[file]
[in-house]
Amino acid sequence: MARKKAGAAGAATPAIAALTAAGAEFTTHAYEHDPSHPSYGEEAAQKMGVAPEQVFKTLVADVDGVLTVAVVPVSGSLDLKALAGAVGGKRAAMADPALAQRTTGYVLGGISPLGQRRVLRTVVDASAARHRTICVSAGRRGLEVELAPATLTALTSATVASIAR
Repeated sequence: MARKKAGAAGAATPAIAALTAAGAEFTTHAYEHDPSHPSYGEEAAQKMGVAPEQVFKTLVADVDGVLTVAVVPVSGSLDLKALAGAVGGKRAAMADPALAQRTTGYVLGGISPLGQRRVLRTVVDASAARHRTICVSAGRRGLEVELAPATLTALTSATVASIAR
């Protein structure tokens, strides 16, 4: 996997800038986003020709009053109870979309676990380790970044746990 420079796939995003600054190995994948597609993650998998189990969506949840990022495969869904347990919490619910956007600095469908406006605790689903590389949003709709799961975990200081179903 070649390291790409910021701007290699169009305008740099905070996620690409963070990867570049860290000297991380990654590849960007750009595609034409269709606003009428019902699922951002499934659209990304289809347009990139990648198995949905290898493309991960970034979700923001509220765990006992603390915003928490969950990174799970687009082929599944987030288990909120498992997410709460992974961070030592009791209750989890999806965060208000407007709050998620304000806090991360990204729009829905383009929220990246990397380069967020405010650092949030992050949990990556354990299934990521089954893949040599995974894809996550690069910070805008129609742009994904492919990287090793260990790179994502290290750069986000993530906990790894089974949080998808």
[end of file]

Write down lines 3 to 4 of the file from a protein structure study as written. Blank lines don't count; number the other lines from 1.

Repeated sequence: MARKKAGAAGAATPAIAALTAAGAEFTTHAYEHDPSHPSYGEEAAQKMGVAPEQVFKTLVADVDGVLTVAVVPVSGSLDLKALAGAVGGKRAAMADPALAQRTTGYVLGGISPLGQRRVLRTVVDASAARHRTICVSAGRRGLEVELAPATLTALTSATVASIAR
């Protein structure tokens, strides 16, 4: 996997800038986003020709009053109870979309676990380790970044746990 420079796939995003600054190995994948597609993650998998189990969506949840990022495969869904347990919490619910956007600095469908406006605790689903590389949003709709799961975990200081179903 070649390291790409910021701007290699169009305008740099905070996620690409963070990867570049860290000297991380990654590849960007750009595609034409269709606003009428019902699922951002499934659209990304289809347009990139990648198995949905290898493309991960970034979700923001509220765990006992603390915003928490969950990174799970687009082929599944987030288990909120498992997410709460992974961070030592009791209750989890999806965060208000407007709050998620304000806090991360990204729009829905383009929220990246990397380069967020405010650092949030992050949990990556354990299934990521089954893949040599995974894809996550690069910070805008129609742009994904492919990287090793260990790179994502290290750069986000993530906990790894089974949080998808």